A Portland-based consultant who has questioned the high costs of the Pacific Northwest's only nuclear power plant is now engaged in a huge public records battle with its operator, Energy Northwest
The Tri-City Herald reports
that the utility has estimated it could cost $1.5 million to $3 million to comply with McCullough Research
's records request about its purchase of nuclear fuel from a financially-troubled nuclear fuel producer
located in Kentucky.
Publicly-funded entities, such as Energy Northwest, are required by law to produce records upon request, but the cost of compliance is often a matter of negotiation between the entity that has the records and the person seeking access.
notes that the penalty for non-compliance can be high.
"Ignoring the request is not an option, the [Energy Northwest] executive board was told. The
University of Washington recently was fined about $700,000 for failing
to produce public records, said Energy Northwest attorney Robert Dutton," the paper wrote.
Late last year, energy consultant Robert McCullough
's firm published a report examining the operations and economics of the region's only nuclear power plant, the Columbia Generating Station
, located on the Hanford Nuclear Reservation in southeastern Washington.
McCullough, whose investigation of Enron
's market manipulations built him a national reputation, concluded that the nuclear plant is uneconomical and that closing it could save ratepayers in the regional Bonneville Power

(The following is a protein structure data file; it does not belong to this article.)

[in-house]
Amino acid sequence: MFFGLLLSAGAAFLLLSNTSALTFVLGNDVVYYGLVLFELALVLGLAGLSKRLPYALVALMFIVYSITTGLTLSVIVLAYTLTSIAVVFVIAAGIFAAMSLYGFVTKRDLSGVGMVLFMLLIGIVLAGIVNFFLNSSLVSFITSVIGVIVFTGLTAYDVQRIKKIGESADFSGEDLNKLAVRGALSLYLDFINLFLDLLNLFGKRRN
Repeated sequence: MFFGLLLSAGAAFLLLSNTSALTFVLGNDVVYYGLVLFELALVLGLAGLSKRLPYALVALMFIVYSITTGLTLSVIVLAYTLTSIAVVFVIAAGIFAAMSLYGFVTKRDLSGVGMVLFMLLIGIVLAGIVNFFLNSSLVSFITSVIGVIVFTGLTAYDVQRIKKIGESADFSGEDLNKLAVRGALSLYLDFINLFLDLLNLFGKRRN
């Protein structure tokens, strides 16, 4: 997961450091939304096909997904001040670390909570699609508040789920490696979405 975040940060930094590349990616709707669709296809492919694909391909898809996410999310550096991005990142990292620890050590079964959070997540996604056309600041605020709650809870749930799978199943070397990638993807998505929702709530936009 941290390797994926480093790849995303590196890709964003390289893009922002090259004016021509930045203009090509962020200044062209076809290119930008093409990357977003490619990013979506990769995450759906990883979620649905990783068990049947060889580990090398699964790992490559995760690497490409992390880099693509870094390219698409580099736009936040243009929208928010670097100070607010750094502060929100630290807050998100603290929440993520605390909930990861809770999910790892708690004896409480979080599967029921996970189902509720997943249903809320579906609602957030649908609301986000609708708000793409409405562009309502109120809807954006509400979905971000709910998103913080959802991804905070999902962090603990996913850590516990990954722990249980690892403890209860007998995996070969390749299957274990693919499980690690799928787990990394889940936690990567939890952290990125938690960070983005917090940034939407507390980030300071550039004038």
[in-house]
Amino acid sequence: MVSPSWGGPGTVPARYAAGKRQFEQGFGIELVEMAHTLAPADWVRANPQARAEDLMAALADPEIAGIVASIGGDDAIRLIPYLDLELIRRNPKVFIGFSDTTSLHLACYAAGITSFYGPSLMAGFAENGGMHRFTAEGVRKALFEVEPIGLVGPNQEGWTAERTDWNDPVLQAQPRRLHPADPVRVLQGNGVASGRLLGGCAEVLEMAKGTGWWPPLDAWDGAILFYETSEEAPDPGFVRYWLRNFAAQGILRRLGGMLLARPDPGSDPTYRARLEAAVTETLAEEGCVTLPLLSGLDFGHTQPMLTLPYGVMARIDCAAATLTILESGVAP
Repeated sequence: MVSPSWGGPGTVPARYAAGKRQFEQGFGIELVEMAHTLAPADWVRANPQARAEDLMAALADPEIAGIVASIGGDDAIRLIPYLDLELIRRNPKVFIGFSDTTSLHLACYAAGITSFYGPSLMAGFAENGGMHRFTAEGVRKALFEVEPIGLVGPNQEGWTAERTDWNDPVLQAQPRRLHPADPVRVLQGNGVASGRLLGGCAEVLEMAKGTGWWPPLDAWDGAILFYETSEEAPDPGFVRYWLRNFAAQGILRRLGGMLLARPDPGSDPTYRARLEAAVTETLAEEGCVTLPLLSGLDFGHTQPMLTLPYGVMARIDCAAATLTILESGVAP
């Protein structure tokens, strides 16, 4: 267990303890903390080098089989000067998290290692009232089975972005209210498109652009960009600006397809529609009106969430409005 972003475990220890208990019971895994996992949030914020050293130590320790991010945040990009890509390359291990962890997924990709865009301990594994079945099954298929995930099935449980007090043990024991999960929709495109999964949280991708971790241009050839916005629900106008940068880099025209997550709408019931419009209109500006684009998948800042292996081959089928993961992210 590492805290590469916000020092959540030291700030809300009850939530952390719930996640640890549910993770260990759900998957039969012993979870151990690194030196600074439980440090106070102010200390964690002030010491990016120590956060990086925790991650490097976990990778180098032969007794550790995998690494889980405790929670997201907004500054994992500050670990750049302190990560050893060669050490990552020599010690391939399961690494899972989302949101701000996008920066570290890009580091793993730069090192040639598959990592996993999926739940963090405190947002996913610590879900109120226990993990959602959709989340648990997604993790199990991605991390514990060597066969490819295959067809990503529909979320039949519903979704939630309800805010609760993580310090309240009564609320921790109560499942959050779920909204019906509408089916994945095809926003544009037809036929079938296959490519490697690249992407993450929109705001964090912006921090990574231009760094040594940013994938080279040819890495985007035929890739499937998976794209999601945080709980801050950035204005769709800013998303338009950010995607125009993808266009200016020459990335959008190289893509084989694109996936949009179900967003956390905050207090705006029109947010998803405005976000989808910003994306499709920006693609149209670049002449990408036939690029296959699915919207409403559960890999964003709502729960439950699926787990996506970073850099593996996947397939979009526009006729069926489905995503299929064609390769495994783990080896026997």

system $1.7 billion over the next two decades.
"People who are paying for it," McCullough told WW
in a Dec. 11, 2013 cover story
, "should want it closed."
Energy Northwest disagreed with that conclusion, which McCullough included in a 200-page report he wrote for the Oregon and Washington chapters of Physicians for Social Responsibility
. That group opposes nuclear power for health and safety reasons.
Newsweek.com also picked up
on McCullough's report, focusing on the economics of a complex, $700 million transaction Energy Northwest entered into for long-term fuel supply. McCullough raised questions in his report about the prudence of that transaction.
Although his work for Physicians for Social Responsibility is complete, McCullough remains unsatisfied with Energy Northwest's explanation of the transaction and is seeking further underlying information.
That's not pleasing Energy Northwest.
"I consider this a harassment move just to get in our way, and guess
who ends up paying," Sid Morrison, Energy Northwest executive board
chairman and former five-term Congressman told the Herald.